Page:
In Archaeology, we seek to understand the evolution of human societies through archaeological evidence. While archaeology can be a fascinating subject, its practical implications go far beyond archaeology. For example, it engages social theory and uses the scientific expertise of people who are not archaeologists to make ontological claims about human societies.
Archaeology is the study of human society.
Archaeology is a broad field of study that draws from many disciplines. It is one of the only ways to understand the past when billions of people and thousands of cultures have lived and died over millennia. Writing as we know it did not appear until the 4th millennium BCE, and there were only a handful of technologically advanced civilizations in the past. Archaeologists study the physical remains of ancient societies and artifacts to understand the culture's history and the role of these materials in the evolution of human societies.
Archaeology can support increased understanding among human cultures and helps promote a more peaceful world. In recent years, archaeology has been closely linked to ethnography, a study of living traditions. For example, archaeology has interacted with modern culture, as seen in the Kennewick Man in the Pacific Northwest.
It has practical relevance beyond archaeology.
In a time when global injustice, social inequality, and environmental crisis are front and center of contemporary media and political discourse, archaeology offers a long-term perspective. The field's knowledge of ancient communities can help us understand contemporary social issues such as urban blight, environmental pollution, and social violence. By examining the past from a global perspective, decolonial archaeology offers new tools to fight for social justice.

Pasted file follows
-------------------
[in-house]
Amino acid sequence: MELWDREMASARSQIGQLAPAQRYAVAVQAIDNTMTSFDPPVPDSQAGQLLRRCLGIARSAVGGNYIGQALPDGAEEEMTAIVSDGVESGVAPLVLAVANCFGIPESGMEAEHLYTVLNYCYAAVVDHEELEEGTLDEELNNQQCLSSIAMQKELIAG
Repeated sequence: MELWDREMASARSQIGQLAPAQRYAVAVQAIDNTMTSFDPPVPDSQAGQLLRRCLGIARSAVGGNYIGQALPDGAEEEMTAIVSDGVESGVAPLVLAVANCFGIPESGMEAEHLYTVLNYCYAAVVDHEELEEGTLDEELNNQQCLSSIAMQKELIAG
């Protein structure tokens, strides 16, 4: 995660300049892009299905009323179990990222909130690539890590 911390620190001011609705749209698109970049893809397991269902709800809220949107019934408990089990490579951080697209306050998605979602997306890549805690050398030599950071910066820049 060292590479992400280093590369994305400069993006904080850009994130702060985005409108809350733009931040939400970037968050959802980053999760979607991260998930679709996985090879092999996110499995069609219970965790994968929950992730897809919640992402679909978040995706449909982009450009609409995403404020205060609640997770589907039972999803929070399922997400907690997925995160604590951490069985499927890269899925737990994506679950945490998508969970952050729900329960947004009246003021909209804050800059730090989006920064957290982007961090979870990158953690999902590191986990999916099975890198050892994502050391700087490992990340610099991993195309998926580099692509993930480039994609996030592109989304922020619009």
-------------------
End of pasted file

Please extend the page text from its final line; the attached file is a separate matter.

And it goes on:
This course also examines contemporary archaeological issues, from technology and social complexity to agency, ideology, and narrative. Students will learn about these issues through case studies from ancient societies and the modern world.
It engages with social theory to make ontological claims.
There are several ways that archaeology engages with social theory to formulate ontological claims. For example, Locke's theory of "nominal essence" is a crucial element of contemporary approaches to social ontology. In Locke's view, a nominal essence is a description of a species or thing that arises from an individual's observation or the association of ideas in his mind.
The scientific approach to archaeology originates from the Ancient Greeks, who were interested in finding nature's first principle of causation. This search for an explanation, separate from divine origins, combined with Parmenides of Elea's dictum that nothing comes from nothing, led to a belief that the world could be rendered intelligible through rational thought. This understanding led to a recognition that natural history could be studied rationally.
It uses the scientific expertise of persons who are not archaeologists.
In a recent survey, more than 25 percent of the respondents indicated that they had studied the past and looked for clues in fossils or other ancient objects. In addition, those with higher levels paper writer service of formal education said they had spent time analyzing past civilizations.
Archaeology is used to determine how human societies evolved and how they changed over time. Archaeologists use historical data from archaeological sites to study the evolution of societies, including those that have long since vanished. In addition, archaeologists use anthropologists' observations to interpret archaeological data and test theories.
Archaeologists study artifacts to uncover how people lived in ancient societies. Observations about an artifact's material and shape can tell an archaeologist much about its use. In addition, context can provide further evidence. For example, an artifact may have been used for hunting, butchering, or cooking. In addition to the material, archaeologists also analyze the process that made it. Often, these findings are used to reconstruct ancient technologies.